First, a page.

In 2003 the federal government enacted the Prescription Drug Improvement and Modernization Act, which started in 2006 -so Medicare recipients could benefit from federal subsidies, lowering prescription drug costs.
- Anyone enrolled in Medicare, Part A and/or Medicare Part B, is eligible for coverage -regardless of health status, income, or resources.
The program is voluntary and helps anyone on Medicare reduce Part D drug costs. Medicare prescription drug plans are only offered by Medicare approved private companies.
- If you’re enrolled in Original Medicare, you ought to consider prescription drug coverage, in order to lower out-of-pocket costs of both generic and brand-name drugs.
Anyone’s health can turn on a dime. So, it’s important to join one of these plans whenever you’re first eligible -or, you may be assessed a late enrollment penalty you won’t want to pay.
- In addition, you may have to wait until Medicare Annual Election Period to enroll.
- if you missed your Initial Enrollment Period, coverage starts the following January 1st.
Key Medicare Part D Benefits:
The Medicare Prescription Drug program includes plans that offer various types of coverage. In addition, some Medicare beneficiaries may qualify for Extra Help with their Medicare prescription drug plan costs.
- To qualify for the Extra Help program, you must be enrolled in Medicare, have limited income and/or resources, and reside in one of the 50 United States, or the District of Columbia.
To get Extra Help with Medicare prescription drug plan costs, if you don’t automatically qualify, it’s important to complete and submit an application to the Social Security Administration (SSA).
- The process is simple and fast.
- They’ll usually mail your determination letter, in about two-weeks.
- Even if your income and/or resources are more than amounts listed online, it’s important to apply:
- Because, the aggregate amounts may change any given time.
Note: According to Medicare guidelines -doctor samples, discount cards, free clinics, or discount websites aren’t considered creditable prescription drug coverage options.
Original Medicare Part B provides limited drug coverage: for injections you get in a doctor’s office, certain oral cancer drugs, and drugs used with some types of durable medical equipment -such as a nebulizer or external infusion pump.
- Under limited circumstances Part B may cover certain drugs you get in hospital outpatient settings.
- You’ll be responsible to pay 20% of Medicare approved amounts for these drugs, and the Medicare annual Part B deductible is applicable.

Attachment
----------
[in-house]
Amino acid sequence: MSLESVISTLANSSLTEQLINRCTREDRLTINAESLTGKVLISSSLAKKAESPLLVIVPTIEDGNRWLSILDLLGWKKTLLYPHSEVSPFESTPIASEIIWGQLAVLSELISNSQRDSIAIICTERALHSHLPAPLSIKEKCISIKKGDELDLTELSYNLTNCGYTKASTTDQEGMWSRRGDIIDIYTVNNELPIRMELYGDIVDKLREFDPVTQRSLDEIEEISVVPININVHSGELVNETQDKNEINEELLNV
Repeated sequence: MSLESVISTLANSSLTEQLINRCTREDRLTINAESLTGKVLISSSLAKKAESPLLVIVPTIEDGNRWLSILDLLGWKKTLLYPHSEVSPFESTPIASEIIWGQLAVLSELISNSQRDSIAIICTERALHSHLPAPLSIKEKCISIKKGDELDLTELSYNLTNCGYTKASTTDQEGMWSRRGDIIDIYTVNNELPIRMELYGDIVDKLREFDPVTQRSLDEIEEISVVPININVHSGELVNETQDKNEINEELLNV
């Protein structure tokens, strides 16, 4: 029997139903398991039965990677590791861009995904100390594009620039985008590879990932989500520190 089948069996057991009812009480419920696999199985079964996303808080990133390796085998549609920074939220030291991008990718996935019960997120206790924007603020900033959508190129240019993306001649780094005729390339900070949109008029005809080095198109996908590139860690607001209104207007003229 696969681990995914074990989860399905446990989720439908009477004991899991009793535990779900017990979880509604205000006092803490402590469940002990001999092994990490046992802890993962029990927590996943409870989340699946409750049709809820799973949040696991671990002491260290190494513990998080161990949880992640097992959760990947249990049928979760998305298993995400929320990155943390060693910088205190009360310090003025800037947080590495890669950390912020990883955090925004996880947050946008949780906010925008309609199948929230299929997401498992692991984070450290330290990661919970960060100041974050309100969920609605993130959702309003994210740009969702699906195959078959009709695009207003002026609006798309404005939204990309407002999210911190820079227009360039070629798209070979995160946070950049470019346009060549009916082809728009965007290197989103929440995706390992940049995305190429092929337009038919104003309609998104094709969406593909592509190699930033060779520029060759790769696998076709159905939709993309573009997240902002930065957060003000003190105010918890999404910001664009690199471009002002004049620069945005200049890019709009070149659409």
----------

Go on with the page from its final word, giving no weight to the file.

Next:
- Generally, self-administered drugs received in emergency rooms, observation units, surgery centers, or pain clinics aren’t covered by Medicare Parts A or B.
- Your Medicare drug plan (Part D) may cover these drugs under certain circumstances -but, you’ll likely have to pay out-of-pocket for these drugs – And send the bill to your drug plan for a refund.
You can join or switch Medicare Part D drug plans during Medicare Annual Election Period, from October 15th through December 7th each fall.
- Coverage begins January 1st the following year.
Each Medicare drug plan has different coverage and costs, but all plans must offer at least a standard level of coverage set by Medicare.
- Your copays are affected by which drugs you use, which plan you join, and whether you buy prescriptions locally or through the plans mail order service.
- More important to you, if you get Extra Help paying for prescription drugs -you’ll enjoy enhanced benefit levels.
Out-of-pocket costs are affected by:
- Monthly premium
- Copayments or coinsurance
- The coverage gap (called the “donut hole”)
- Catastrophic coverage
- And, your level of Extra Help -if applicable
Note: A small group, fewer than 5% of all folks on Medicare, may pay a higher monthly premium -based on their income.
If you don’t pay your entire Part D premium (including the extra amounts) you may be disenrolled from your Medicare drug plan.
Drug lists (Formularies)
Each Medicare drug plan has its own unique list of covered drugs
called a formulary.
Medicare drug plans aren’t required to cover certain drugs, like benzodiazepines, barbiturates, drugs for weight loss or gain, and erectile dysfunction drugs.
- Some plans may cover these drugs as an added benefit.
- Also, Medicare drug plans generally don’t pay for over-the-counter drugs.
- To ensure people with different medical conditions are able to get prescriptions they need, drug lists for each plan must include a range of drugs in each prescribing category.
- All Medicare drug plans must have at least two drugs per drug category.
- But, each plan can choose which specific drugs they’ll cover.
- Plans must cover almost all drugs within protected classes.
- Such as antipsychotics, antidepressants, anticonvulsants, immunosuppressants, cancer, and HIV/AIDS drugs.
Every Medicare Prescription Drug Plan negotiates with drug companies’ to get lower prices for drugs on their lists. So, joining one of these Part D plans will save you money.
- More importantly, using generics instead of brands will save even more.
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